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Egypt’s pound falls 60% amid currency float, $5B IMF deal

Egypt announced that it had expanded a previously $3 billion loan program with the International Monetary Fund after the decision to float the currency was made public.
Egyptian pound banknotes sit on a table on March 6, 2024, in Cairo.

The Central Bank of Egypt let the pound float freely on Wednesday, causing the currency to plummet in value, while also announcing an expanded deal with the International Monetary Fund (IMF).

At the same time, the bank hiked interest rates by a whopping 6%, citing “global inflationary pressures” as well as “foreign currency shortages” in the Egyptian economy. The bank's key policy rates are now between 27.25% and 28.25%, its Monetary Policy Committee said in a statement.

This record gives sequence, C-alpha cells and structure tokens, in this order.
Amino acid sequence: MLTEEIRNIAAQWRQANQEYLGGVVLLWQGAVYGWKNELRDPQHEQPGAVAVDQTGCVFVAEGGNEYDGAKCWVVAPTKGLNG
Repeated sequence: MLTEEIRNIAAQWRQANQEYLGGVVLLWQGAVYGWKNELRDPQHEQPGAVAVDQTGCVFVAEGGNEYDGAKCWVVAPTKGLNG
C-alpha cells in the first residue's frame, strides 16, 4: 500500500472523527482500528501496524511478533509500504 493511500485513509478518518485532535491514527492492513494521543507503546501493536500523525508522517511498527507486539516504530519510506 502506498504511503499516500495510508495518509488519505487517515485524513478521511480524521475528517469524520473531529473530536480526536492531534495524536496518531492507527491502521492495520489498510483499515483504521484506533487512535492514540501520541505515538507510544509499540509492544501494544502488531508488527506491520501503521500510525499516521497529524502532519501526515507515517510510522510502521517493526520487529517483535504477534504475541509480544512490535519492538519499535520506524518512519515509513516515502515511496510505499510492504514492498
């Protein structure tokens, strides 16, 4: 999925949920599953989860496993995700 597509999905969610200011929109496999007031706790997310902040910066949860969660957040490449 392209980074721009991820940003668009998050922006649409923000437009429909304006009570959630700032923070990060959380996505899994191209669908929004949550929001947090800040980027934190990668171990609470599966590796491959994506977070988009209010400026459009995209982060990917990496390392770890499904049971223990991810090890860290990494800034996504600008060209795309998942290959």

Higher interest rates tend to attract foreign investment and bring down inflation by encouraging saving.

Relatedly, the Central Bank decided to let the Egyptian pound be determined by market forces, the state-owned news outlet Al-Ahram reported.

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